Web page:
Dr. Glenn Graham specializes in Canadian Politics and has taught a variety of political science courses at Saint Francis Xavier University and Dalhousie University. His research interests are multiple and interdisciplinary and include: local, community, and regional development (and, recently, how circular economy principles may be applied to these areas), electoral boundaries commissions and related processes, regional innovation systems, regionalism, culture(s) and identity, Canadian political institutions, federalism and intergovernmental relations, Nova Scotia and provincial politics, public policy, Atlantic Canada, globalization, governance, political economy, creative economy (cultural industries), and Gaelic language and arts preservation and revitalization.
Click the following link for Glenn's academic article, co-authored with his colleague Dr. Jim Bickerton in the Canadian Political Science Review, titled "Electoral Parity or Protecting Minorities? Path Dependency and Consociational Districting in Nova Scotia." https://ojs.unbc.ca/index.php/cpsr/article/view/1748/1363
Click the following link for Glenn's academic article in the Journal of Canadian Studies (University of Toronto Press), titled "Marginalization, Resilience, Integration: Reconstructing and Globalizing Canada's 'Celtic Fringe' Island Region of Cape Breton." https://www.utpjournals.press/doi/abs/10.3138/jcs.52.3.2017-0059.r2
Click the following link for information on Glenn's involvement as a Nova Scotia Electoral Boundaries Commissioner. See links to the commission's reports which benefitted from Glenn's political science expertise, and his written contributions. https://electionsnovascotia.ca/2019_Boundaries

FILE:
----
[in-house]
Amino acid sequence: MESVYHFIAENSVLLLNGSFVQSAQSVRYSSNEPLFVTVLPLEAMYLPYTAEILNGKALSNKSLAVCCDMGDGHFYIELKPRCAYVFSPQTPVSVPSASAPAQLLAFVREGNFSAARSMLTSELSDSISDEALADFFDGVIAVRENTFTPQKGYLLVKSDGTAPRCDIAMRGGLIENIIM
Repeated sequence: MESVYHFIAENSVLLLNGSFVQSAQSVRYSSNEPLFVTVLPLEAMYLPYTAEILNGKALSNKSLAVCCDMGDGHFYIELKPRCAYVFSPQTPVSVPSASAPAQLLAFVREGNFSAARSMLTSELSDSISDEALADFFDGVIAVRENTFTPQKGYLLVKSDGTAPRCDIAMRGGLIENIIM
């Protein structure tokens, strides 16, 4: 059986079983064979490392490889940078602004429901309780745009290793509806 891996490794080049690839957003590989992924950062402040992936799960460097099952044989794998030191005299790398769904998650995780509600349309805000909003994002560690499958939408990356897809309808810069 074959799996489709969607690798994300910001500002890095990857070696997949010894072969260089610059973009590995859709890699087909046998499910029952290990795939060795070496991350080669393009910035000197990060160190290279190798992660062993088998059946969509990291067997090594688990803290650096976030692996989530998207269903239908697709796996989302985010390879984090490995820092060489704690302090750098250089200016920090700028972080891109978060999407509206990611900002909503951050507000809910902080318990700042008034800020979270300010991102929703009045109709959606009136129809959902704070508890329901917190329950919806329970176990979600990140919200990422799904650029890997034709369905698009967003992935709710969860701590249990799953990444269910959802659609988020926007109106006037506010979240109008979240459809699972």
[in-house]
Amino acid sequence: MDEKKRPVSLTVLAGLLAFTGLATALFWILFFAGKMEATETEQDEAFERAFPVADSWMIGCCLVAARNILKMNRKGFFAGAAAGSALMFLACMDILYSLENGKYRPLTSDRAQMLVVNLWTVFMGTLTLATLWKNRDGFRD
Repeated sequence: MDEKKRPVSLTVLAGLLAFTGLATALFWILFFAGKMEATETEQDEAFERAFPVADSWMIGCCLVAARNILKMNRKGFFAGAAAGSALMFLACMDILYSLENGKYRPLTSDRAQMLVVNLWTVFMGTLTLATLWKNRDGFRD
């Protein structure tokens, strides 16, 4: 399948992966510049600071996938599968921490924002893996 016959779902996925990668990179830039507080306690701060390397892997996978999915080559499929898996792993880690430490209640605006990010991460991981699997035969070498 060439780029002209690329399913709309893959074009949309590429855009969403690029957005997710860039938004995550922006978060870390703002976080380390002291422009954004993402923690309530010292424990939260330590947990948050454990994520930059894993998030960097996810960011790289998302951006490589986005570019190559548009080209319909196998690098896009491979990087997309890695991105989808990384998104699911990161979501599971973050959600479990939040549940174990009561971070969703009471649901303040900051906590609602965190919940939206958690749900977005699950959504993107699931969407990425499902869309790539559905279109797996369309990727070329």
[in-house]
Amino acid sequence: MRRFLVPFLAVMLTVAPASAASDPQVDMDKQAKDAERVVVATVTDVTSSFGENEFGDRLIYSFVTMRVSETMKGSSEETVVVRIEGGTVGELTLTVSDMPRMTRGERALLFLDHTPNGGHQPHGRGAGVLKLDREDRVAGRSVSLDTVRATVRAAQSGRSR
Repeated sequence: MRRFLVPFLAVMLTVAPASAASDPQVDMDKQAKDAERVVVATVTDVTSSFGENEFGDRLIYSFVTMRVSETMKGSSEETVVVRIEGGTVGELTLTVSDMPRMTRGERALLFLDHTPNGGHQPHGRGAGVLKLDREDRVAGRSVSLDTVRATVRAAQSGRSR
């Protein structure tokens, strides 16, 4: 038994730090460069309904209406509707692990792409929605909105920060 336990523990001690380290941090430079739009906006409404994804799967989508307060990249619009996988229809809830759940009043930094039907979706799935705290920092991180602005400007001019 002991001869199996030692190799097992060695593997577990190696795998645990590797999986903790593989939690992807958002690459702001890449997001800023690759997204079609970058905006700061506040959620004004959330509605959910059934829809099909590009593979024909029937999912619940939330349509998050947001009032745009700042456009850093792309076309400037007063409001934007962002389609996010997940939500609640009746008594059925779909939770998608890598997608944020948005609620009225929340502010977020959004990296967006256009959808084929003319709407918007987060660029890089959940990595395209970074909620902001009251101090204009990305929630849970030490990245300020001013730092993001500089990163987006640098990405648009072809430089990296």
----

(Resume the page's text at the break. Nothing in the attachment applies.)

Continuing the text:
Click the following links for information on Glenn's peer-reviewed (and often cited) book The Cape Breton Fiddle: Making and Maintaining Tradition, CBU Press, distributed by Nimbus Publishing. https://nimbus.ca/store/cape-breton-fiddle.html https://www.amazon.ca/Cape-Breton-Fiddle-Glenn-Graham/dp/1897009097
Cape Breton is a region that is seeking ways to rebuild itself in response to outmigration, industrial decline, and other pressures and opportunities presented by globalization. One way of pursuing development is through harnessing the Island's endogenous assets, one of which includes its rich traditional music that is rooted in Gaelic culture. The Red Shoe Pub is a venue that exemplifies these dynamics. Below is a clip of Glenn performing there with Kenneth MacKenzie, Allan Dewar (piano) and Patrick Gillis (guitar).